1994 was the year of the film Blue Chips, where Mary played Jenny Bell alongside Nick Nolte. Her next recurring role on a television show came as Dott Emerson on the the comedy High Society in 1995, also starring Jean Smart. The show was unfortunately cancelled after only one season. Mary would next play the part of Teri Hansen in the television movie Woman Undone, before serving as the First Lady Marilyn Whitmore in the Will Smith blockbuster film Independence Day in 1996. She also returned to the Broadway stage to play Alma Winemiller, a highly-strung and unmarried minister’s daughter, in Tennessee Williams’s Summer and Smoke from September – October 1996. Variety praised her as she gave the production its center and that “any initial flaws” in the production faded with her performance. Mary would continue to appear in television movies such as Two Small Voices, 12 Angry Men, and Evidence of Blood through 1997 and 1998, as well as 1999’s Behind the Mask and Replacing Dad. Her next feature film would come by playing Diane in the dramatic comedy You Can Thank Me Later in 1998, which also starred Ellen Burstyn and Ted Levine. Later that year, she would lend her voice for the film Spanish Fly as Zoe’s Mother. In 1999, Mary narrated an episode titled “Fly Girls” for the documentary television series “American Experience”.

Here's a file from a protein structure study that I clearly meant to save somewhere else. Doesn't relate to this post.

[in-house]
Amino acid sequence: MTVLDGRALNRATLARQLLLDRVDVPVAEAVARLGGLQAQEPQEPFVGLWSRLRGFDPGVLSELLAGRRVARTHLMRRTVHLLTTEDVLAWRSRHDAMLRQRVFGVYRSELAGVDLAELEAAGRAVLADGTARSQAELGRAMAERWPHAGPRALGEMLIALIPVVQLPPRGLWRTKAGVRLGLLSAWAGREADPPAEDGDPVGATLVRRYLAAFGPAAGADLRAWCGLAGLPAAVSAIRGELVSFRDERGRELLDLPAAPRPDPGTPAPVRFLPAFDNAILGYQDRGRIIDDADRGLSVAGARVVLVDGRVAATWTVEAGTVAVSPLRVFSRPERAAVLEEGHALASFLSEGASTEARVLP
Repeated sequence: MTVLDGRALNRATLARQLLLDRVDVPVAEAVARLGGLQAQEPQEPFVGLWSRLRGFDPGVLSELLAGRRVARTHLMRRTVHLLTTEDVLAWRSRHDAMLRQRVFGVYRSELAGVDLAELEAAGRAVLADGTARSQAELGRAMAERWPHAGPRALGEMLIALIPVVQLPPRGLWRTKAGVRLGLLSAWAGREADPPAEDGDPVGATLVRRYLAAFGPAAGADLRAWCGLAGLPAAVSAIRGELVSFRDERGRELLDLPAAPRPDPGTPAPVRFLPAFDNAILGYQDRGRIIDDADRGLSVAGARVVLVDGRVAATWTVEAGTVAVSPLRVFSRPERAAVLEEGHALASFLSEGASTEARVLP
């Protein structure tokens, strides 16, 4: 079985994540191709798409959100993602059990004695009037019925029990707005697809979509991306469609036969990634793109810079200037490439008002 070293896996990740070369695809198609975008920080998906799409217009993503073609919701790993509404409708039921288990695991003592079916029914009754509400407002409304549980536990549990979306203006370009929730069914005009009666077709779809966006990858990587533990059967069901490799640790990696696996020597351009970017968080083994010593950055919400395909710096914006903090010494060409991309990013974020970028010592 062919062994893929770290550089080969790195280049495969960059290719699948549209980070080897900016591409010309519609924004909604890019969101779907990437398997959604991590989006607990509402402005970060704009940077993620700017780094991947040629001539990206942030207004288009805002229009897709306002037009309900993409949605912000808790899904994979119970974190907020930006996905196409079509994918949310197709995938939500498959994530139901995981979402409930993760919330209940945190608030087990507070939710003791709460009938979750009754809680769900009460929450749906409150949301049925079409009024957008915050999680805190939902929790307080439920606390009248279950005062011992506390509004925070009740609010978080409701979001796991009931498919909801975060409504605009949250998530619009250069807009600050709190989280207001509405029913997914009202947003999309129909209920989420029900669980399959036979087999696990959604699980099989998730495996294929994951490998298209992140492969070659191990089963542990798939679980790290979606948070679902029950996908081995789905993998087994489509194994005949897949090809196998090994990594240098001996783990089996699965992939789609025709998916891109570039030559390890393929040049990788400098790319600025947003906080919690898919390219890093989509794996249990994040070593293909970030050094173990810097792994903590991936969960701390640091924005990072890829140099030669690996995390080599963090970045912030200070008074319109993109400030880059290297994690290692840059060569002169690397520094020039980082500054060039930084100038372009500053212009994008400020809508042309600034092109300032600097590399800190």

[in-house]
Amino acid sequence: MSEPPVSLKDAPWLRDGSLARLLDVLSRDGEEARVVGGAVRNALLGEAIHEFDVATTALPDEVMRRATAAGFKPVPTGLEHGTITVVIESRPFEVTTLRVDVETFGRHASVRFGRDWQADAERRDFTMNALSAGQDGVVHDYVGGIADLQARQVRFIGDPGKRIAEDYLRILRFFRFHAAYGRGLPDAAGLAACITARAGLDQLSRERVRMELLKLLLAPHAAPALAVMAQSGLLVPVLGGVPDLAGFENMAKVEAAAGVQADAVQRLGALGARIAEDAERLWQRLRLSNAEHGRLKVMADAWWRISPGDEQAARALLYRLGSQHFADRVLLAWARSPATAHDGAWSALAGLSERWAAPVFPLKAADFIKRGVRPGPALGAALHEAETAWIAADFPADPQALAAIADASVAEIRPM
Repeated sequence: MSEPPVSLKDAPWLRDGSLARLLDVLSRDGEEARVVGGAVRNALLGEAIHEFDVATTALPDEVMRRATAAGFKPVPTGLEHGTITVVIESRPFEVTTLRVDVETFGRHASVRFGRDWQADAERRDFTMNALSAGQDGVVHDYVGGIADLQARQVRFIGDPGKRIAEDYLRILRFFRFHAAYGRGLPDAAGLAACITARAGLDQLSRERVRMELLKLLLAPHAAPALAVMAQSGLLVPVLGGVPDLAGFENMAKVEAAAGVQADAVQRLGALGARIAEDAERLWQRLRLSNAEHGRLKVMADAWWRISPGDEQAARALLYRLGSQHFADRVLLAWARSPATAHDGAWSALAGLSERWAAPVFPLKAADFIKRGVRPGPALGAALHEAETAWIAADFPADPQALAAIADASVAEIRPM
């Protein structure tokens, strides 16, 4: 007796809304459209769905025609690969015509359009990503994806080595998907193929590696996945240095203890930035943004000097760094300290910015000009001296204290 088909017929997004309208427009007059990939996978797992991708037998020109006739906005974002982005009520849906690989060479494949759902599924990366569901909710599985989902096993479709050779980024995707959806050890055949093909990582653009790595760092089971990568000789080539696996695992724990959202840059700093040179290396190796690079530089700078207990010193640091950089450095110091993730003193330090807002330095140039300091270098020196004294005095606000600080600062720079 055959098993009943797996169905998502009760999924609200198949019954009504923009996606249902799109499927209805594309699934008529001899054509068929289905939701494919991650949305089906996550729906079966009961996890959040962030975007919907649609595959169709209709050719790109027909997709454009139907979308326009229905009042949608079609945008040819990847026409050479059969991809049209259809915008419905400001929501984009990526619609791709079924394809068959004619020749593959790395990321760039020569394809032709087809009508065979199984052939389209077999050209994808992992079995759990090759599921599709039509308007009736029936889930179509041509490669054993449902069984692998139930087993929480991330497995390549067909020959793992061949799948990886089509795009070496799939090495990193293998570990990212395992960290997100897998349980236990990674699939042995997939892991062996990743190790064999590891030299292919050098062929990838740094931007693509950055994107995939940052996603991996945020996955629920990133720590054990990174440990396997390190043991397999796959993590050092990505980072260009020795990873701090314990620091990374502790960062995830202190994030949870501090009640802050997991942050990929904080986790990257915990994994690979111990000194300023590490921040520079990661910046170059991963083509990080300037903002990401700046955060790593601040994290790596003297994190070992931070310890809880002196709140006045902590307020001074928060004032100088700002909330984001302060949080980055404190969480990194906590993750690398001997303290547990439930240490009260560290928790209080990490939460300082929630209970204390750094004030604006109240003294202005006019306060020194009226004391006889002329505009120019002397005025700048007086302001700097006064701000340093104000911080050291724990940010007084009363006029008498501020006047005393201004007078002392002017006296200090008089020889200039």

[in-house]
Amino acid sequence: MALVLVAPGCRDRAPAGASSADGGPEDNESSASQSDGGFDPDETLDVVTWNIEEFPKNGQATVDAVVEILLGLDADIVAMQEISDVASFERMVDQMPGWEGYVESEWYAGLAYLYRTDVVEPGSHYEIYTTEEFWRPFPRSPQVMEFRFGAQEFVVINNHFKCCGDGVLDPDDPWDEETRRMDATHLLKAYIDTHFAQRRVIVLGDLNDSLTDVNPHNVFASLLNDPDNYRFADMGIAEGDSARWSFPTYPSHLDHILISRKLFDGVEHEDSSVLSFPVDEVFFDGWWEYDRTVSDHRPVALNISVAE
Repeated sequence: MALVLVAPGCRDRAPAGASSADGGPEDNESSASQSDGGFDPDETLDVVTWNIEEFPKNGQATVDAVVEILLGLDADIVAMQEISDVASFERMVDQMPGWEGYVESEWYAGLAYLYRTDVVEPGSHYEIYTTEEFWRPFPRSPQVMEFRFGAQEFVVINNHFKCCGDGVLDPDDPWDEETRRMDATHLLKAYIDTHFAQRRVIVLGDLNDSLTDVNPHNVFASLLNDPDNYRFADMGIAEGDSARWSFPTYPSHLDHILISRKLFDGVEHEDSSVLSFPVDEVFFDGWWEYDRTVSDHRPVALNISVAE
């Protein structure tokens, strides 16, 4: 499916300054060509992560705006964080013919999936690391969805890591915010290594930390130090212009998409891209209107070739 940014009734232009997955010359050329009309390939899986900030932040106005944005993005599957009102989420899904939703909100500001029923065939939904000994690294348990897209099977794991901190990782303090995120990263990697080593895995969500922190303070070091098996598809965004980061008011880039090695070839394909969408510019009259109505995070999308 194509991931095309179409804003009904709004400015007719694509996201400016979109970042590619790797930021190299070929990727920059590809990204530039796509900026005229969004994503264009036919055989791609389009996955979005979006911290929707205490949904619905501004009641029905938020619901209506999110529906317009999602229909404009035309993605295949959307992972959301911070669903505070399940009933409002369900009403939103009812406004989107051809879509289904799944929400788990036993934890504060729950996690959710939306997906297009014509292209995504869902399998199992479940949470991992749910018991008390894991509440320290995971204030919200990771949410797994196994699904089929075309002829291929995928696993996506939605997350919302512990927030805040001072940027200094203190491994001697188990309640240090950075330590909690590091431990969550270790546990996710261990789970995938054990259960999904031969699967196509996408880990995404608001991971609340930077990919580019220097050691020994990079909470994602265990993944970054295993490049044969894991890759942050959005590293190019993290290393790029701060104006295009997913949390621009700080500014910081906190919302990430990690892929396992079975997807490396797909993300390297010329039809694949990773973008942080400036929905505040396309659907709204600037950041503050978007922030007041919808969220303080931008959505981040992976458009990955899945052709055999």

The episode told the story of the Women Air Force Service (WASP) during World War II. She would play the role of Rachel Caulfield for two episodes of the television series “Ryan Caulfield: Year One”, a series revolving around the first year of a young rookie officer in the Philadelphia Police Department. The same year, she would be a part of the comedic drama Mumford, as Althea Brockett and also return to the stage to begin performing in The Vagina Monologues for the next four years.